At length a light breeze sprang up, sufficient to carry us at a slow rate down the sound. We passed vast numbers of the Florida cormorants—a small species, which breeds in the mangrove islets. They were feeding on shoals of mullet, which rushed along the surface of the water, endeavouring to escape the attacks of sharks, porpoises, and other cruel foes beneath the surface. The cormorants, however, did not have it all their own way; for, watching their opportunity, numbers of ospreys and pelicans incessantly splashed down among them to rob them of their prey. Whenever we brought up, we pulled off in the boat to supply ourselves with fish, which we seldom failed to take with hook and line, even when the skipper was unsuccessful with his grains. We baited with land-crabs, which abound in the mangrove swamps. Frequently within a quarter of an hour we caught red-fish, dark-fleshed jack, and black and white banded sheep’s-heads, in numbers sufficient to feed all on board. Indeed, we agreed that no one need starve in Florida, if only provided with guns and ammunition, hooks, lines, and harpoons.
At length Jupiter Inlet was reached. It is narrow, and very shallow, and is occasionally closed by a strong easterly gale. We were now once more in the open sea, steering southward for Key Biscayne, at the north end of a line of keys or islets which sweep round the whole southern coast of Florida. Our skipper kept a sharp look-out for wrecks, numbers of which occur on this dangerous coast. His object was, he said, to assist the crews, and to take possession of the cargoes. There were, he told us, a number of vessels so employed—cutters and schooners constantly cruising about in search of wrecks. Their skippers were honest men; but there were others—“beach-combers,” he called them—who not only plundered shipwrecked crews, but endeavoured to allure to their destruction, by means of false lights, any vessels approaching the coast. Many a stout ship has thus been lost, their crews miserably perishing.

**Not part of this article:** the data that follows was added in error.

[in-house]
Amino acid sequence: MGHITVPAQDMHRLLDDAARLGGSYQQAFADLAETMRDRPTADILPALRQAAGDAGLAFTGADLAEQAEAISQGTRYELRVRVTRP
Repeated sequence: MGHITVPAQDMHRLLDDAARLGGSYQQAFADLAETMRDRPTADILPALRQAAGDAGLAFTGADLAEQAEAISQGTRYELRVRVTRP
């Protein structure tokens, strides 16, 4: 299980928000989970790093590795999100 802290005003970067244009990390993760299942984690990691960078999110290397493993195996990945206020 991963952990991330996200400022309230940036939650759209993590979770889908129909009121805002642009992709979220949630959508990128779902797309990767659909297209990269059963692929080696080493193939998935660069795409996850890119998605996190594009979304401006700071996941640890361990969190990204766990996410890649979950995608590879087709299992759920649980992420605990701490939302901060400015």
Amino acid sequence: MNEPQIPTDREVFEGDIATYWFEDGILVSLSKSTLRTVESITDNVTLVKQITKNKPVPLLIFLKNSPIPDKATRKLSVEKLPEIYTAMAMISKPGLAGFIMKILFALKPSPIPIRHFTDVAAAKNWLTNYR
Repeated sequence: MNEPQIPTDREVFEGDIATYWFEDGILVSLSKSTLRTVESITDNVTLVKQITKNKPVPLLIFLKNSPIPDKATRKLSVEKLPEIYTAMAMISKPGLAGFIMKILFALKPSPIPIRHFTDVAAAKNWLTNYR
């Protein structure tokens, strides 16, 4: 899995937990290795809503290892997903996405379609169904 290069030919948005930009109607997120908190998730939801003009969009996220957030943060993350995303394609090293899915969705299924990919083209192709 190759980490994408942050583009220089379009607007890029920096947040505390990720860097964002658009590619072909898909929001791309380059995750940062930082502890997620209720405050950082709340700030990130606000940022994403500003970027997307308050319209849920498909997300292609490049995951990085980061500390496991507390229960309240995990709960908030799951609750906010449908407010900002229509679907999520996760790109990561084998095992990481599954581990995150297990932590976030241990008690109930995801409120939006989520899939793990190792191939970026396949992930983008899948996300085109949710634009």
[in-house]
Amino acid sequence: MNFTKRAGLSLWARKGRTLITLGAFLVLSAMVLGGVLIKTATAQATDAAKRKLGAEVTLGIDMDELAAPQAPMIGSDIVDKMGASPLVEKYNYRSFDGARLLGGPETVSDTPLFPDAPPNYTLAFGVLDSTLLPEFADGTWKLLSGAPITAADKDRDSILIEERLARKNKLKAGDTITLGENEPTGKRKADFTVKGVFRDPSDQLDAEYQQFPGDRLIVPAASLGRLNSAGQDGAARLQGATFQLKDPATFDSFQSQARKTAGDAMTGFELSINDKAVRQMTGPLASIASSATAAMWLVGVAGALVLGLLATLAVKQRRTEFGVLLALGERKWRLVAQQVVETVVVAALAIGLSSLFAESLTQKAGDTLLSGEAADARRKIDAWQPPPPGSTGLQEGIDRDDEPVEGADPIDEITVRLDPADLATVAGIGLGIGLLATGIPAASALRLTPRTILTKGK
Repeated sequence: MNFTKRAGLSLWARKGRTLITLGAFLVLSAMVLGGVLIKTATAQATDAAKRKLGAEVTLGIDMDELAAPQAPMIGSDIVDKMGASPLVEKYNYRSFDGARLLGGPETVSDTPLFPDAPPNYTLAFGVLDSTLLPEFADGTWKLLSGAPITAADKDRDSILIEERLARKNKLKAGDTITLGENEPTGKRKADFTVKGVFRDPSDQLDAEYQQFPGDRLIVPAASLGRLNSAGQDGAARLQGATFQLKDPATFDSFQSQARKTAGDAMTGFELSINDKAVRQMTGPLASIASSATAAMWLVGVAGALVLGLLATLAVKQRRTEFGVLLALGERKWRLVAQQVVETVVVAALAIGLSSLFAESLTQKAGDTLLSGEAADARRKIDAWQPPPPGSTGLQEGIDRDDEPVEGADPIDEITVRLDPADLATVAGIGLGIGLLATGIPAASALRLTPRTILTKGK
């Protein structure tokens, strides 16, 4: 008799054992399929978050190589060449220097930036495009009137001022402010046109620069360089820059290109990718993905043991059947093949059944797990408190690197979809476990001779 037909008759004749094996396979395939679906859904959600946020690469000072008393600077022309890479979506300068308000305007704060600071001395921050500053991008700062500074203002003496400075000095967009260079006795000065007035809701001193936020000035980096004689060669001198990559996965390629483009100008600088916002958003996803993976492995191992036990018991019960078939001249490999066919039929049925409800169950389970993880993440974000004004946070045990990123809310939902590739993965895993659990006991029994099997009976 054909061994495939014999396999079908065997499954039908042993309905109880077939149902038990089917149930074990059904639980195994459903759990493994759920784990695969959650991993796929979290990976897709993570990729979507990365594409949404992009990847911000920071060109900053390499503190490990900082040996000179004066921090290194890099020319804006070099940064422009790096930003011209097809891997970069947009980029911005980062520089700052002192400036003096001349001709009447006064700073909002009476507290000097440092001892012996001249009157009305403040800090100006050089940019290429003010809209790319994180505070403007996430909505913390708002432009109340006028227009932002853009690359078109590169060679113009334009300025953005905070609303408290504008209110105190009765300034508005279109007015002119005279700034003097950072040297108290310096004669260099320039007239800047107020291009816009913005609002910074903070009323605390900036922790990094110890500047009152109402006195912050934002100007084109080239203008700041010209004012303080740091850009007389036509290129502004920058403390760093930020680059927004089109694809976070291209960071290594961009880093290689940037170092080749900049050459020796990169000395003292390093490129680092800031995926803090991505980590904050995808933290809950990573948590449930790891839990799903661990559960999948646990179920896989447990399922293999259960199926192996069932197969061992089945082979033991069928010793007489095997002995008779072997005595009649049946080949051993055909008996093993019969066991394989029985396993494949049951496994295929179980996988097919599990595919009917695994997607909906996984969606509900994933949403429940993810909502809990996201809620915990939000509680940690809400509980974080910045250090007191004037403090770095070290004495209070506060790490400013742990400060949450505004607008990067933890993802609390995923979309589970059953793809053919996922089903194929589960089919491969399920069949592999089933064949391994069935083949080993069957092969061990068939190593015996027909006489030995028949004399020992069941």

Although our skipper spoke with just indignation of such a mode of proceeding, he had no objection whatever, when a ship was on shore, to get out of her all the booty he could obtain. We passed the skeletons of several wrecks; but they had long before been visited by the ever-vigilant wreckers, and everything of value on board carried away.
Lejoillie had a great desire to visit the Everglades—a large tract extending over the greater part of the southern end of Florida. It consists of a vast plain of coarse saw-grass; above which, here and there, rise well-wooded and fertile islands, composed of coral rock of a crescent form, which they assumed when first forced up, by some convulsion of nature, above the surface of the ocean. The plain is swampy; and down it narrow channels exist, which drain the water in a great measure towards the west.